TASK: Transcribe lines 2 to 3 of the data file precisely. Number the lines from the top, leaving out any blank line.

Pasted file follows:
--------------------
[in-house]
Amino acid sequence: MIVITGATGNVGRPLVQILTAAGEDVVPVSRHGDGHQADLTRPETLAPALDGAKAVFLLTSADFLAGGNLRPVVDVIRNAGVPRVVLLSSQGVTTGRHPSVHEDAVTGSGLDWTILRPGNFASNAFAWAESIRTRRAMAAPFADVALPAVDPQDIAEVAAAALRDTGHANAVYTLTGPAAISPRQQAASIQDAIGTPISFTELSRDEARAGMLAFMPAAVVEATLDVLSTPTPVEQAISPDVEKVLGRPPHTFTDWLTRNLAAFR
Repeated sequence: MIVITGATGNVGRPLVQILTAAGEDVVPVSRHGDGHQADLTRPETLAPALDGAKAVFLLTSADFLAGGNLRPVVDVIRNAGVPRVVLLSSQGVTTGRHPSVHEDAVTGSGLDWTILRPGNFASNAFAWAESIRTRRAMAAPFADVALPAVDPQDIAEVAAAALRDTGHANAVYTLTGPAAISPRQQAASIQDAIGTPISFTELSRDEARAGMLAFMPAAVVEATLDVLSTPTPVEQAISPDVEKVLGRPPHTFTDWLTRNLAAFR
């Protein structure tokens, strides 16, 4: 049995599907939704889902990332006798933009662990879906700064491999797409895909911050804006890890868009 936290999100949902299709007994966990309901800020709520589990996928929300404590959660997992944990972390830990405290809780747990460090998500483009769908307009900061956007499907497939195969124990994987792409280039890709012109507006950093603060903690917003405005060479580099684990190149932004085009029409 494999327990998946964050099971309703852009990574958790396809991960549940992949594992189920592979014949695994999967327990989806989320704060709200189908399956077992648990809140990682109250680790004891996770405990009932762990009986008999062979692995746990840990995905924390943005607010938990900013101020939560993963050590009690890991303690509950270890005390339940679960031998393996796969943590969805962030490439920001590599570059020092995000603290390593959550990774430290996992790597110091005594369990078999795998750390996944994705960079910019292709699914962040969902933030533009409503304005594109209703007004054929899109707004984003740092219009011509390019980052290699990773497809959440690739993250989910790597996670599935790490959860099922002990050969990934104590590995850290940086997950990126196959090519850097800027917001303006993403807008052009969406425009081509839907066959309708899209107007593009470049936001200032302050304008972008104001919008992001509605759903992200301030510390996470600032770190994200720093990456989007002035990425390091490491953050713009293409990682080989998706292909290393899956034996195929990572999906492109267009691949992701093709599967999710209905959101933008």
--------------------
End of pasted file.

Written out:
Amino acid sequence: MIVITGATGNVGRPLVQILTAAGEDVVPVSRHGDGHQADLTRPETLAPALDGAKAVFLLTSADFLAGGNLRPVVDVIRNAGVPRVVLLSSQGVTTGRHPSVHEDAVTGSGLDWTILRPGNFASNAFAWAESIRTRRAMAAPFADVALPAVDPQDIAEVAAAALRDTGHANAVYTLTGPAAISPRQQAASIQDAIGTPISFTELSRDEARAGMLAFMPAAVVEATLDVLSTPTPVEQAISPDVEKVLGRPPHTFTDWLTRNLAAFR
Repeated sequence: MIVITGATGNVGRPLVQILTAAGEDVVPVSRHGDGHQADLTRPETLAPALDGAKAVFLLTSADFLAGGNLRPVVDVIRNAGVPRVVLLSSQGVTTGRHPSVHEDAVTGSGLDWTILRPGNFASNAFAWAESIRTRRAMAAPFADVALPAVDPQDIAEVAAAALRDTGHANAVYTLTGPAAISPRQQAASIQDAIGTPISFTELSRDEARAGMLAFMPAAVVEATLDVLSTPTPVEQAISPDVEKVLGRPPHTFTDWLTRNLAAFR